An unqualified triumph at this year's Sundance Film Festival (where it nabbed both the Audience and Special Jury Prize awards), "The Sessions" has the surefire potential to go all the way. And, by that, we mean to the Oscars, baby.
Based on the autobiographical writings of California-based journalist and poet Mark O'Brien, "The Sessions" tells O'Brien's story of how he made the most out of his life, despite being hindered by an iron lung. At the outset of the drama, written and directed by Ben Lewin, O'Brien (an Oscar-worthy John Hawkes giving the performance of his career) confides in his priest (William H. Macy) that he's determined to finally lose his virginity at 38 years old. To his surprise, his priest eggs him on, leading to an appointment with Cheryl, a professional sex surrogate (a brave and unforgettable Helen Hunt making a huge comeback), to help make O'Brien's dream a reality.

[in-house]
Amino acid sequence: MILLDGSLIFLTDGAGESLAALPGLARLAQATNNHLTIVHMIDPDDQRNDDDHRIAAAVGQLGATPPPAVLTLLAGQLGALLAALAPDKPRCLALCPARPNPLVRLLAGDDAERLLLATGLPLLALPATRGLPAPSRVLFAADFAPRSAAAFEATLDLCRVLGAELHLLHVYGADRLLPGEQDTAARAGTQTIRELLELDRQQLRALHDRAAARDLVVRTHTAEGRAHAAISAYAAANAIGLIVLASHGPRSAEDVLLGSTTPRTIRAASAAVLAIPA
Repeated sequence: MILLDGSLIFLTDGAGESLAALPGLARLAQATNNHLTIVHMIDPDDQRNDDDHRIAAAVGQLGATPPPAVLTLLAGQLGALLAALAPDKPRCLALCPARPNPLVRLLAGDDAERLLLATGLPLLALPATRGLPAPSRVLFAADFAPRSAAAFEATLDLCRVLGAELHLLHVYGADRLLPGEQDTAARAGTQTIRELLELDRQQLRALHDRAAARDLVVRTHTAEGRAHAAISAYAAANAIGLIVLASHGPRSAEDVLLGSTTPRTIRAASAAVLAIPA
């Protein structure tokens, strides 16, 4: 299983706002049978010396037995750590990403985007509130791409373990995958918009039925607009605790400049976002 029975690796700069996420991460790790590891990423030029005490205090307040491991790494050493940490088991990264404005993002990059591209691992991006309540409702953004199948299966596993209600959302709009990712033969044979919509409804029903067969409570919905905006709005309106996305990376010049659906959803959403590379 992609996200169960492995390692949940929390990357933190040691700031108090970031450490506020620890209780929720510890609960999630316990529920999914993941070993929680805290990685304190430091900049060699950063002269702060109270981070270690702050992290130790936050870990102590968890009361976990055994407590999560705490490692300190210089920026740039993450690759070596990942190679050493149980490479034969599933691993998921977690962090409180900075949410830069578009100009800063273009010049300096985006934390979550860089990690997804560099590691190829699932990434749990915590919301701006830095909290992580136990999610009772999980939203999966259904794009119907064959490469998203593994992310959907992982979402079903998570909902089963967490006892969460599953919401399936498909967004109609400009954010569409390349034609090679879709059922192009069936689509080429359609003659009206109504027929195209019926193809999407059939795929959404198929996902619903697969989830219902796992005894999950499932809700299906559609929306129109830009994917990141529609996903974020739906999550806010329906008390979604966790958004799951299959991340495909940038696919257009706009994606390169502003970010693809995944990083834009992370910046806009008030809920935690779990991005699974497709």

While the plot for "The Sessions" has all the makings of a dreary Lifetime special, Lewin ensures that it's anything but by dealing with the sex in a remarkably frank and honest way, and giving great depth to the deep bond forged between Mark and Cheryl.
Hawkes, best known for his Oscar-nominated turn in "Winter's Bone," is a total marvel as O'Brien. Limited to only using his face, Hawkes turns in a bracingly humane performance that's both vulnerable and wry. He makes O'Brien not a pitiable figure, but a relatable one worth rooting for.
The same goes for Hunt. Afforded her best role in ages, she shows that her Oscar win for "As Good As It Gets" was no fluke, reminding us why we fell in love with her in the first place. Armed with great comic timing and dramatic skills, Hunt fires on all cylinders as a sex surrogate who has her own baggage that she leaves at the door when engaged with a client. She also shows great bravery by leaving nothing to the imagination when it comes to the nudity required of the role. It's hard to imagine many actresses of her caliber approaching the material with such bravado – Hunt goes there.
Oscar nominations for the two are all but assured. Stay ahead of the curb by catching "The Sessions" before the big announcement is inevitably made. And, if we're wrong, just be happy you saw one of the year's best films.